Originally written on Blue Seat Blogs  |  Last updated 10/24/14

PITTSBURGH - OCTOBER 2: Marian Gaborik #10 of the New York Rangers skates against the Pittsburgh Penguins on October 2, 2009 at Mellon Arena in Pittsburgh, Pennsylvania. (Photo by Jamie Sabau/Getty Images)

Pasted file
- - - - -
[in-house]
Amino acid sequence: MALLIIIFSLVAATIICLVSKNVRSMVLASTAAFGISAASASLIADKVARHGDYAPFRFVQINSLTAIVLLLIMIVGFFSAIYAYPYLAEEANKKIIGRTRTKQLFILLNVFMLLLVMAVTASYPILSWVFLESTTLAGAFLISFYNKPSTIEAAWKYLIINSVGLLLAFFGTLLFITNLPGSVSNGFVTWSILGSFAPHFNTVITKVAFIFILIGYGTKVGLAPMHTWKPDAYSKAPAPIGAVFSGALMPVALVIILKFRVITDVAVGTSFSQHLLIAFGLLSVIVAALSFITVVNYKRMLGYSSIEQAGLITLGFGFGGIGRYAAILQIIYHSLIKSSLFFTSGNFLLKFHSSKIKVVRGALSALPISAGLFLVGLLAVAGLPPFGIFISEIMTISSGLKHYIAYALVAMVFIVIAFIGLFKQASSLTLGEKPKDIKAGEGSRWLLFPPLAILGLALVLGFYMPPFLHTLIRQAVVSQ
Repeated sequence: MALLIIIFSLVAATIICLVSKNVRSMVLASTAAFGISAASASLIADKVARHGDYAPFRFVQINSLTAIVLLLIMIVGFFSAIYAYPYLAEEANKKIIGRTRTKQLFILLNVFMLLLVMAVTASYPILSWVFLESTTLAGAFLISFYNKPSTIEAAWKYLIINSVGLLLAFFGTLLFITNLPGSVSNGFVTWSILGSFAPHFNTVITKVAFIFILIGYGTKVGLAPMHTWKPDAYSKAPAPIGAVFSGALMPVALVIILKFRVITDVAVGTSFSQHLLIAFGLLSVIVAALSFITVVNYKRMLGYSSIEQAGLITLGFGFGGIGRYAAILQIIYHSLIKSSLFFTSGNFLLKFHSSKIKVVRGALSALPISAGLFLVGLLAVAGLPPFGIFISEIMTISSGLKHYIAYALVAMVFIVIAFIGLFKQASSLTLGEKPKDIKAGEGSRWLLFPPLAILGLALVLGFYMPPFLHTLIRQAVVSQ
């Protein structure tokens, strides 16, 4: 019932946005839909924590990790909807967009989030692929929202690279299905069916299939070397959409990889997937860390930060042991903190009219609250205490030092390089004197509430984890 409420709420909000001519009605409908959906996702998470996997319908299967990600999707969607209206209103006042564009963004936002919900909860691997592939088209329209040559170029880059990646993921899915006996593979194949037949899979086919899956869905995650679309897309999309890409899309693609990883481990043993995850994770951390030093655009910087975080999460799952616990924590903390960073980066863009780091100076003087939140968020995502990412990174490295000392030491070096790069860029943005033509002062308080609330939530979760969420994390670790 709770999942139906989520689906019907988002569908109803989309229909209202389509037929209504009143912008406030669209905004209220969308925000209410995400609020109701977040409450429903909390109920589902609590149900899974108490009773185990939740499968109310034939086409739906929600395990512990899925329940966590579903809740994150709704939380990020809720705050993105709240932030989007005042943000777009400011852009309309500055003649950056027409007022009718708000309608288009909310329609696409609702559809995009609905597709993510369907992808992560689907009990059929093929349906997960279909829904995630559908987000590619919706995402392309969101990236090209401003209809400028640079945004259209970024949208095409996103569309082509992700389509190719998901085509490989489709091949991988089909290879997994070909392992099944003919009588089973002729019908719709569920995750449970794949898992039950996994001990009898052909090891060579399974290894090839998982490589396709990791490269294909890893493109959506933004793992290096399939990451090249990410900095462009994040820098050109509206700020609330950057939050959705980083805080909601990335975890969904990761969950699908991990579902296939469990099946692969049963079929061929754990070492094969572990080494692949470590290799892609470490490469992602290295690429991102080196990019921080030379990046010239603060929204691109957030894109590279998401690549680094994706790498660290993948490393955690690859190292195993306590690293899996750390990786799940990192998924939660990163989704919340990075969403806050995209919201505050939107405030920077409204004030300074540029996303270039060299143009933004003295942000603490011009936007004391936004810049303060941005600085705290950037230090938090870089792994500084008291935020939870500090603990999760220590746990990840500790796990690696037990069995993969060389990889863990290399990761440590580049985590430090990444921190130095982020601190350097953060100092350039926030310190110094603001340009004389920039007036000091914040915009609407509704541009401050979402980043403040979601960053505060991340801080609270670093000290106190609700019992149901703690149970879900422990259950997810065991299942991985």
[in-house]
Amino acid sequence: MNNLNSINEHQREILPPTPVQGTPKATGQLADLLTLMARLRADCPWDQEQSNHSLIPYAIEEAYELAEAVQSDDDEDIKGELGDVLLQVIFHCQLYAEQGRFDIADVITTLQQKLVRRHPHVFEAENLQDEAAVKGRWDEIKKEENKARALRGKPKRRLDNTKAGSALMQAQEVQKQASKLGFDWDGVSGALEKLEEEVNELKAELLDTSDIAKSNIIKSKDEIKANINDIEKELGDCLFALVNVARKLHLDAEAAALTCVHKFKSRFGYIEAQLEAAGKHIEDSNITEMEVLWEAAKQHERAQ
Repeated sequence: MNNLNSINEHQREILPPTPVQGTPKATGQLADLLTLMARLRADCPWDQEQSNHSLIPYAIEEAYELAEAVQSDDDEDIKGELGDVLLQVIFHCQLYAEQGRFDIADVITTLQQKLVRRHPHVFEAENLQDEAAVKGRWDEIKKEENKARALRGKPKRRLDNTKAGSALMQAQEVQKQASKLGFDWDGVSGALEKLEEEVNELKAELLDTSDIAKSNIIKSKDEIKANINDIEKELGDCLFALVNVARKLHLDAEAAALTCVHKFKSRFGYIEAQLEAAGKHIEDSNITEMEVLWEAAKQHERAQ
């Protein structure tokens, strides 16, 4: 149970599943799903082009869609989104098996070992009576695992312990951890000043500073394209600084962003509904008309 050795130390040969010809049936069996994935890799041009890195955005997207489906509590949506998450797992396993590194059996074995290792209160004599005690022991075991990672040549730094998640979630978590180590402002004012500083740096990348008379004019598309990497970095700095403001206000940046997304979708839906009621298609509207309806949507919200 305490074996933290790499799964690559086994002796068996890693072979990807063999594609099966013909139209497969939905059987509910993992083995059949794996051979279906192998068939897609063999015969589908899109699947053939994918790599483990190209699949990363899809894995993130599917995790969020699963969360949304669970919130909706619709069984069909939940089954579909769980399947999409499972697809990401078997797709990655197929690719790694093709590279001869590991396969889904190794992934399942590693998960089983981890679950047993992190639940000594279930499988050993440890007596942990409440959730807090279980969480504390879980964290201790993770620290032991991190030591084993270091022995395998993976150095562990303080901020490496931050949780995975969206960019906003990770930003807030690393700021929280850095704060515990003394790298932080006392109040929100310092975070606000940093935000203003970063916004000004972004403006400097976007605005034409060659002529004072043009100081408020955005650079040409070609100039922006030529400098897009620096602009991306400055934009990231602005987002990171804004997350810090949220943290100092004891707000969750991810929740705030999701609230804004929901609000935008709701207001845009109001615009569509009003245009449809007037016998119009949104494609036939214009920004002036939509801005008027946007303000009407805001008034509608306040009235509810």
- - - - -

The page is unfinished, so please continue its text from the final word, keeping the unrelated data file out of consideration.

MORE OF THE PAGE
Photo credit: Jim McIsaac One of the bigger stories during minicamp has been the position switch made by Marian Gaborik. Gaborik, a left-handed shot, has played the off-wing his entire career, until now. This season, Gaborik will at least start the year on the left side, with Derek Stepan as his center and Ryan Callahan as his right wing (the other top line is Carl Hagelin-Brad Richards-Rick Nash). Many –including myself– assumed it would be Nash playing on the left side, something he’s done in the past. But Gaborik on the left side offers some very important benefits. Spreading out the defense Torts decided to resist the urge of putting together a super line of Nash-Richards-Gaborik, which would surely draw the top defensive assignments from both the blue liners and top defensive forwards in league. By keeping one of the wingers off the line, and with another very competent center in Stepan, the Rangers will force teams to spread out their defensive assignments, making them more vulnerable to miscues. Stepan is a right-handed center Ever try to make a perfectly accurate saucer pass on your backhand? It’s incredibly difficult, even for NHLers. Since Stepan is a right-handed shot, his natural passing lane is to his LW. Sure, he can pass to his RW on his forehand, but to do so he must shift his body position in such a manner that telegraphs the pass. A player like Gaborik is a game changer, and all he needs is the puck. Shifting him to the LW makes it easier on Stepan to get him the puck. Defensive zone board play In the defensive zone, a player on the off-wing has their forehand towards the middle of the ice, not the boards. The first rule in hockey is don’t clear up the middle, but the off-wing is positioned to do that very thing. Gaborik will be better positioned to help transition to offense, as getting the puck out of the zone along the boards is obviously the safer play. Offensive zone board play In the offensive zone, Gaborik’s forehand will be along the boards, which makes it easier for him to accept a pass along the boards and keep the cycle going. Puck possession is an important aspect in wearing down the defense. It is much easier for a player to cycle the puck down the boards on his forehand. This concept also rings true for keeping the puck in the zone. Face offs Huh? Face offs? Yes, face offs. Many draws are not won clean, they are won with the assistance of a winger, who will draw the puck back to his defensemen. Going back to the it’s-easier-to-pass-from-your-forehand point above, Gaborik will have an easier time assisting Stepan in the face off circle. If Stepan is capable of tying up the opposing center, that leaves Gaborik with enough time to help him out. There are some drawbacks to switching Gaborik, specifically his one-timer ability will take a hit (at even strength) and he may need some tie to adjust to the new defensive zone coverage (he’s covering the opposite point man now). Gaborik is an elite player who will definitely be able to make the necessary adjustments in the position switch. The benefits far outweigh the drawbacks in this scenario, and it’s going to be fun to watch Gaborik play LW this year. Tweet

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